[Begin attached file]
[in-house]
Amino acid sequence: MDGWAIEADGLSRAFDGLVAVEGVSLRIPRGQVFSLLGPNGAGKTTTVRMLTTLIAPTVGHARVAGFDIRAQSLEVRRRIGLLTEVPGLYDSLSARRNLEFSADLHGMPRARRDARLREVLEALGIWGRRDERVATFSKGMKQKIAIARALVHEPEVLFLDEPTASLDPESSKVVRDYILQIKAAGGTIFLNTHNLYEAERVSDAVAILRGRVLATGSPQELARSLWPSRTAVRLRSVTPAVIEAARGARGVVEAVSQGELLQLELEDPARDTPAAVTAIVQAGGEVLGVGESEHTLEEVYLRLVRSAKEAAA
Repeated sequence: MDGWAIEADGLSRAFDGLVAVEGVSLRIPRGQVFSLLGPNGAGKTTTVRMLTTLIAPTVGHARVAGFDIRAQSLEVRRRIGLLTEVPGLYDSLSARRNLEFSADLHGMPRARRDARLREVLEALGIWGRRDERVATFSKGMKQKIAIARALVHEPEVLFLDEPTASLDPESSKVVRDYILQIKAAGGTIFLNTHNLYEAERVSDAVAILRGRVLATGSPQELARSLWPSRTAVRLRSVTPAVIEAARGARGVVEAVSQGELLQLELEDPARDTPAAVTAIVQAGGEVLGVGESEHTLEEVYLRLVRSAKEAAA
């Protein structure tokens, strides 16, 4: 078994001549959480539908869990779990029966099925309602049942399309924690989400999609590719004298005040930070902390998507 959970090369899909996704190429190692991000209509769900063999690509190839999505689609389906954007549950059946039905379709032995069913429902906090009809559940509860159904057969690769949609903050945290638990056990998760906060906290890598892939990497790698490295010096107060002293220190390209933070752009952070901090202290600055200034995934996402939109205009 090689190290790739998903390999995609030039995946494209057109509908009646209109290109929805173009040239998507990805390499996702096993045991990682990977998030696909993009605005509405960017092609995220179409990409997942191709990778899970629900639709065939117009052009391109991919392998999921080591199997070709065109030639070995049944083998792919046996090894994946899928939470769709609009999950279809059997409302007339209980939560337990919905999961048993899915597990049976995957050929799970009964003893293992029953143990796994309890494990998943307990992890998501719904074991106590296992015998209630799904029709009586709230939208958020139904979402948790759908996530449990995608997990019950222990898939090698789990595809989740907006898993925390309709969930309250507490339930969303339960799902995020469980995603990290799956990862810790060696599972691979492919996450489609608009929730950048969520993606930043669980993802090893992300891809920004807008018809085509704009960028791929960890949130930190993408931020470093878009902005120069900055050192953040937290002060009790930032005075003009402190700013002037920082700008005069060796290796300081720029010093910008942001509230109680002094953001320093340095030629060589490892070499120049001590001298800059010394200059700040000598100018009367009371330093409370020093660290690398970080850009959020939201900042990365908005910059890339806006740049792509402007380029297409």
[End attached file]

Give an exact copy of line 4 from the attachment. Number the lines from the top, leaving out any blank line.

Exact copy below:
């Protein structure tokens, strides 16, 4: 078994001549959480539908869990779990029966099925309602049942399309924690989400999609590719004298005040930070902390998507 959970090369899909996704190429190692991000209509769900063999690509190839999505689609389906954007549950059946039905379709032995069913429902906090009809559940509860159904057969690769949609903050945290638990056990998760906060906290890598892939990497790698490295010096107060002293220190390209933070752009952070901090202290600055200034995934996402939109205009 090689190290790739998903390999995609030039995946494209057109509908009646209109290109929805173009040239998507990805390499996702096993045991990682990977998030696909993009605005509405960017092609995220179409990409997942191709990778899970629900639709065939117009052009391109991919392998999921080591199997070709065109030639070995049944083998792919046996090894994946899928939470769709609009999950279809059997409302007339209980939560337990919905999961048993899915597990049976995957050929799970009964003893293992029953143990796994309890494990998943307990992890998501719904074991106590296992015998209630799904029709009586709230939208958020139904979402948790759908996530449990995608997990019950222990898939090698789990595809989740907006898993925390309709969930309250507490339930969303339960799902995020469980995603990290799956990862810790060696599972691979492919996450489609608009929730950048969520993606930043669980993802090893992300891809920004807008018809085509704009960028791929960890949130930190993408931020470093878009902005120069900055050192953040937290002060009790930032005075003009402190700013002037920082700008005069060796290796300081720029010093910008942001509230109680002094953001320093340095030629060589490892070499120049001590001298800059010394200059700040000598100018009367009371330093409370020093660290690398970080850009959020939201900042990365908005910059890339806006740049792509402007380029297409």